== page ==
There is some case law1 that establishes that an employer can waive that right to legal privilege if an employer relies on the contents of the workplace investigation report to form conclusions about what further actions they will take. Under those circumstances the Court has held that it would be unfair to not allow the employee to have access to that report.  

It is important to understand that there is a distinction between carrying out a workplace investigation and the provision of legal advice. The latter attracts legal privilege, the former does not necessarily or automatically. You must discuss this with your workplace lawyer, if you want your workplace investigation to be covered by legal privilege.

Emverio Workplace Investigations

At Emverio Workplace Investigations, we provide affordable, compliant and robust external workplace investigations services. You can engage us through your lawyers or directly.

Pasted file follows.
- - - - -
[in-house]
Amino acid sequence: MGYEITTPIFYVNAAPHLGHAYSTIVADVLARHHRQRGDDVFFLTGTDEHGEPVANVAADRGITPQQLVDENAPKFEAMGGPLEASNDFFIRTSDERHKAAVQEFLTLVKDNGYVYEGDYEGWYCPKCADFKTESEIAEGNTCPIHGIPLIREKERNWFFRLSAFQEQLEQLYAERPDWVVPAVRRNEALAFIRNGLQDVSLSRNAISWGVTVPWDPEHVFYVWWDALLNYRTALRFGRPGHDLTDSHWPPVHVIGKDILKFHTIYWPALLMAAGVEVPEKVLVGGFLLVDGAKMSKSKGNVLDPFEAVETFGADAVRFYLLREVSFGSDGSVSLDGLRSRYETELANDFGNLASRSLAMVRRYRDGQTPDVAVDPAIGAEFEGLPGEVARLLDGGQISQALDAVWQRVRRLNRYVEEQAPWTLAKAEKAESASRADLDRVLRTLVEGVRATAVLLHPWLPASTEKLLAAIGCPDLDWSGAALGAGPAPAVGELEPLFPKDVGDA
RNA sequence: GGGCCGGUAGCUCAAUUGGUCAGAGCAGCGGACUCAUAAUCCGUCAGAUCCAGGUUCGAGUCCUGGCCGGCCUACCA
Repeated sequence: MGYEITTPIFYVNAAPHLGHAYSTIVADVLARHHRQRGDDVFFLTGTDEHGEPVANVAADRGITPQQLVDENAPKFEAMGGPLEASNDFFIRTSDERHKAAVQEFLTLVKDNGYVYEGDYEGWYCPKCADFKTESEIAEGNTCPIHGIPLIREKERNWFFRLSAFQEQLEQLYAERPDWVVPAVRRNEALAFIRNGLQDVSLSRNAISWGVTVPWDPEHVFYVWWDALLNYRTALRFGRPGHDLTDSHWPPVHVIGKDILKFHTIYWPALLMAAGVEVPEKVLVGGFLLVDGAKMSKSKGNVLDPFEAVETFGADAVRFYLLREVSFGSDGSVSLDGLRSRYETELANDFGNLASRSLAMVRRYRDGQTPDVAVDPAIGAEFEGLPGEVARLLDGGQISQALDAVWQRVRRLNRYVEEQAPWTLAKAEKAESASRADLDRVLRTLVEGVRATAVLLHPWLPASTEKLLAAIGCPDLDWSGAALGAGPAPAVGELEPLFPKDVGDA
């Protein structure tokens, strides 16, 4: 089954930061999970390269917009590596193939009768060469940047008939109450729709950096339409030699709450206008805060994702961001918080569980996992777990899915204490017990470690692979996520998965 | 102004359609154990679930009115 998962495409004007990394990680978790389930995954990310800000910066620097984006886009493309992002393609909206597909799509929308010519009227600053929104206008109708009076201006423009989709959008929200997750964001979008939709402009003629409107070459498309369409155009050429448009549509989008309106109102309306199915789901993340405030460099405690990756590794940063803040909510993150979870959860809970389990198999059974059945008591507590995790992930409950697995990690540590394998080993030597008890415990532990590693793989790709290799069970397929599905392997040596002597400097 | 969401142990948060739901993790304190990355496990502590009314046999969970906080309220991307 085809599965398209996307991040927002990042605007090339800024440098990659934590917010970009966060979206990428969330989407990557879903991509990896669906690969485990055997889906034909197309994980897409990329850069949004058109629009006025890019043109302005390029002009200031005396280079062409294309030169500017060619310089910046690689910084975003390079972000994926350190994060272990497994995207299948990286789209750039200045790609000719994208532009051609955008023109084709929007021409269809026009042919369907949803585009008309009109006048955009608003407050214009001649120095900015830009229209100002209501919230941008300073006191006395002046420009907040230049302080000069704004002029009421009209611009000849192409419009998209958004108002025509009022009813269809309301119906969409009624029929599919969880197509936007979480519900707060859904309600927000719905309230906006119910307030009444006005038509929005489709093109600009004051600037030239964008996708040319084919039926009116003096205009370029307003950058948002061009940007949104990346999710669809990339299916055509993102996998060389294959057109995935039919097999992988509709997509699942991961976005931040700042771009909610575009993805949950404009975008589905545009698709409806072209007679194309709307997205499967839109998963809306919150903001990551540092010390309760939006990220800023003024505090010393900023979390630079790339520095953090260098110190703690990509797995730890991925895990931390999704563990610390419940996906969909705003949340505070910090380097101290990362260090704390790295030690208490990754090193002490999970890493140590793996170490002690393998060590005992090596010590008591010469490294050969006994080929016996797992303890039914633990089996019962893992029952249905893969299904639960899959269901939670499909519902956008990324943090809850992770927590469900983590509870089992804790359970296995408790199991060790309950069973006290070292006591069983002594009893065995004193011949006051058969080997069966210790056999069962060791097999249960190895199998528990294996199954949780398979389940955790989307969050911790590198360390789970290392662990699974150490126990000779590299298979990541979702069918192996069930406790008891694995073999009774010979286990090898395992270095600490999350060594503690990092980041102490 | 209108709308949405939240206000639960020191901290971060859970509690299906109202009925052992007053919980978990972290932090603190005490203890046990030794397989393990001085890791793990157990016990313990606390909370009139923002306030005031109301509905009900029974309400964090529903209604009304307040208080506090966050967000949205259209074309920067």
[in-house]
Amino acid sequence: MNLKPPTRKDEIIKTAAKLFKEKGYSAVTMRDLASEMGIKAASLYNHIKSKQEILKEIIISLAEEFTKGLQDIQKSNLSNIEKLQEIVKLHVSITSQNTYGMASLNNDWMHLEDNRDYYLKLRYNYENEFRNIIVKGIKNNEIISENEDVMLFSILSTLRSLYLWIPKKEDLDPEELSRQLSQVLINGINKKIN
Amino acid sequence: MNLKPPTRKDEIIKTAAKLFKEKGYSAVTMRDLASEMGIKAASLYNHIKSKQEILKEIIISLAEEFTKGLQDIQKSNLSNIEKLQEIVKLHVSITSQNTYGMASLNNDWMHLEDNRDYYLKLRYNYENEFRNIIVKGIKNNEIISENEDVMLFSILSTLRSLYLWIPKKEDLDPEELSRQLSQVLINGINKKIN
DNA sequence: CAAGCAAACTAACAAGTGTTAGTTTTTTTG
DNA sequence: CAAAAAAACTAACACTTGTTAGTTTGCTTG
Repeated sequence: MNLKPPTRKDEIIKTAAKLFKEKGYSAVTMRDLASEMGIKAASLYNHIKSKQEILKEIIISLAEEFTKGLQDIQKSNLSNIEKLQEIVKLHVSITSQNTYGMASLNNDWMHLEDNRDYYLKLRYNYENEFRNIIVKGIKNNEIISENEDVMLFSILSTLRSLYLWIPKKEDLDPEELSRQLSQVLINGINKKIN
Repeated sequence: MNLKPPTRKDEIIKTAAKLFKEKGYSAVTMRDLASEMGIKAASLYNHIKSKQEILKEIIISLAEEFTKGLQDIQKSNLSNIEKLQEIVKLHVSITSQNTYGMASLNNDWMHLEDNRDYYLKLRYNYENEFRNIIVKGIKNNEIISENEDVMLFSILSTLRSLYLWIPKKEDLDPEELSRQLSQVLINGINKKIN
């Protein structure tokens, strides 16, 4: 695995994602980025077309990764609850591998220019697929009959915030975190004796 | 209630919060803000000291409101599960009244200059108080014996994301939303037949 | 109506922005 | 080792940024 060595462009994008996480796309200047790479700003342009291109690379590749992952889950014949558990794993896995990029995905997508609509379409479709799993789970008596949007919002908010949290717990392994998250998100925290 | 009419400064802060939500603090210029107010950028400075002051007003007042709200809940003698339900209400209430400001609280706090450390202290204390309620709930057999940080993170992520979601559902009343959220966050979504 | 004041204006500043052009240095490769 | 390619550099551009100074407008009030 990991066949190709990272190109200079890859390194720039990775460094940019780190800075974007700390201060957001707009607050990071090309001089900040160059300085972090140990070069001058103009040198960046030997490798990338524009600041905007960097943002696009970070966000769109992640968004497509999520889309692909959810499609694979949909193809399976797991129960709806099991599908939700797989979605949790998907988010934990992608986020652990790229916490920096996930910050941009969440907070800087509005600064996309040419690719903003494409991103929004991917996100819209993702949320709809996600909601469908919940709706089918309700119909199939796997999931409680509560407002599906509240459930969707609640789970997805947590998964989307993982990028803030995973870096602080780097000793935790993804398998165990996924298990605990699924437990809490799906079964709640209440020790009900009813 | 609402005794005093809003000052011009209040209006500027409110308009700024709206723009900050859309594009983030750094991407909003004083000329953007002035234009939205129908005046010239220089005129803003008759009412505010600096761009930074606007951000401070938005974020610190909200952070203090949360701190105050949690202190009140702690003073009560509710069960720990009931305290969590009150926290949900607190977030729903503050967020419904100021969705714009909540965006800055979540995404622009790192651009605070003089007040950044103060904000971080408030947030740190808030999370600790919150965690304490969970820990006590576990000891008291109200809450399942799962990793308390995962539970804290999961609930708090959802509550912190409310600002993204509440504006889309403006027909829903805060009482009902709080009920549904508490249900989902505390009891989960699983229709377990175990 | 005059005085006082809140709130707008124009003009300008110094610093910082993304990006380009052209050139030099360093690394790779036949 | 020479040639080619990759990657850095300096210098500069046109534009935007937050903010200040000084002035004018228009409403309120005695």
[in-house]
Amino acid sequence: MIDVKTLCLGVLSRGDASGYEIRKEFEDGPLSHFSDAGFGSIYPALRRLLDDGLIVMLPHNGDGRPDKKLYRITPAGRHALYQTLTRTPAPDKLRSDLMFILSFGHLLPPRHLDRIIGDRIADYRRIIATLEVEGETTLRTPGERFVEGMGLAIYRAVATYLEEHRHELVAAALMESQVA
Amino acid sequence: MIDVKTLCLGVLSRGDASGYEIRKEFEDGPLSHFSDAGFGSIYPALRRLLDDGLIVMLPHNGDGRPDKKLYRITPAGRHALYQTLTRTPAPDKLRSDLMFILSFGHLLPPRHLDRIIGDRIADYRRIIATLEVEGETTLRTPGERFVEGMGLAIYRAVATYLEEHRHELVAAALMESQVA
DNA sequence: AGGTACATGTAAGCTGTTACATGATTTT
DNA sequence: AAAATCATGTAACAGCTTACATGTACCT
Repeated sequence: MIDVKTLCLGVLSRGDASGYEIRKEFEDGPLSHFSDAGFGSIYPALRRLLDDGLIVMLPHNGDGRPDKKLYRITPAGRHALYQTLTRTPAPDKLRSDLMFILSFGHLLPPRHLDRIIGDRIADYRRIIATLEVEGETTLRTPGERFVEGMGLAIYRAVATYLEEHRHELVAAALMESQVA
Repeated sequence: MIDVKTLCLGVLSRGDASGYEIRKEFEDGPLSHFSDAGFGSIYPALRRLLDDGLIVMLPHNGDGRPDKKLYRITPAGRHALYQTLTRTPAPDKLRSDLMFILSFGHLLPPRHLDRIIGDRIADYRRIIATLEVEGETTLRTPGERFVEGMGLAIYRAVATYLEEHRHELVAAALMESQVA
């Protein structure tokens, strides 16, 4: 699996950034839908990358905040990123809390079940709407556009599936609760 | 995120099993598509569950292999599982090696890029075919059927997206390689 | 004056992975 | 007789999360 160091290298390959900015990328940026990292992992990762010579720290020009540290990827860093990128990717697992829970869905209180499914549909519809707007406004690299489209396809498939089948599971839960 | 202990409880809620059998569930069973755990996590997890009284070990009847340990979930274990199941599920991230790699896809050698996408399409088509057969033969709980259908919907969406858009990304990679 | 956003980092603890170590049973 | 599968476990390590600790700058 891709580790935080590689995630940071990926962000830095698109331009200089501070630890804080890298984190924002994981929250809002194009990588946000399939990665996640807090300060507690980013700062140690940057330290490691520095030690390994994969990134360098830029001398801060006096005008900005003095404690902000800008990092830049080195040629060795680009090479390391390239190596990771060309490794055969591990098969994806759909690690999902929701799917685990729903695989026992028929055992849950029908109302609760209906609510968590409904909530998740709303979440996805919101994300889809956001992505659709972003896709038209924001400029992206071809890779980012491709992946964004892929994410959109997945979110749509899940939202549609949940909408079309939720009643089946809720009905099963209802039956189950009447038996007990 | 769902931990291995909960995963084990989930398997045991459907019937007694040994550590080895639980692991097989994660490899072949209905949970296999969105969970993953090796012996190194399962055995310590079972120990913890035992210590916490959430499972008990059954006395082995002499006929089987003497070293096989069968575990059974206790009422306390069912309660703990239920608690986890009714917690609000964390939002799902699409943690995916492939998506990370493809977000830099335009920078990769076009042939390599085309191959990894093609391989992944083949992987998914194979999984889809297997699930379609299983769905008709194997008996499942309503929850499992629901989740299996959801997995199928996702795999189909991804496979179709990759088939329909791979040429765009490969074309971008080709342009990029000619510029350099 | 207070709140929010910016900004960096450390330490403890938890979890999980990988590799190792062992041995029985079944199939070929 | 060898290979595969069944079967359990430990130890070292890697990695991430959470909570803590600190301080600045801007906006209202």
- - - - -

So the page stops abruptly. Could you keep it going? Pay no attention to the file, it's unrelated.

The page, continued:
As part of the larger Emverio Workplace Solutions group, we specialise in investigating a wide range of employee conduct including complaints about bullying, discrimination, sexual harassment, misconduct, whistleblowing and other misconduct.

Our highly experienced investigators ensure your workplace investigations are conducted quickly, fairly and confidentially, enabling you to make informed decisions based on findings which will withstand robust third-party review.

Contact the team at Emverio Workplace Investigations to find out more or discuss your requirements.

This article includes information from the following sources:


1 Liquorland (Australia) Pty v Anghie [2003] VSC 73, Bartolo v Doutta Galla Aged Services Ltd [2014] FCCA 15171 (Doutta Galla)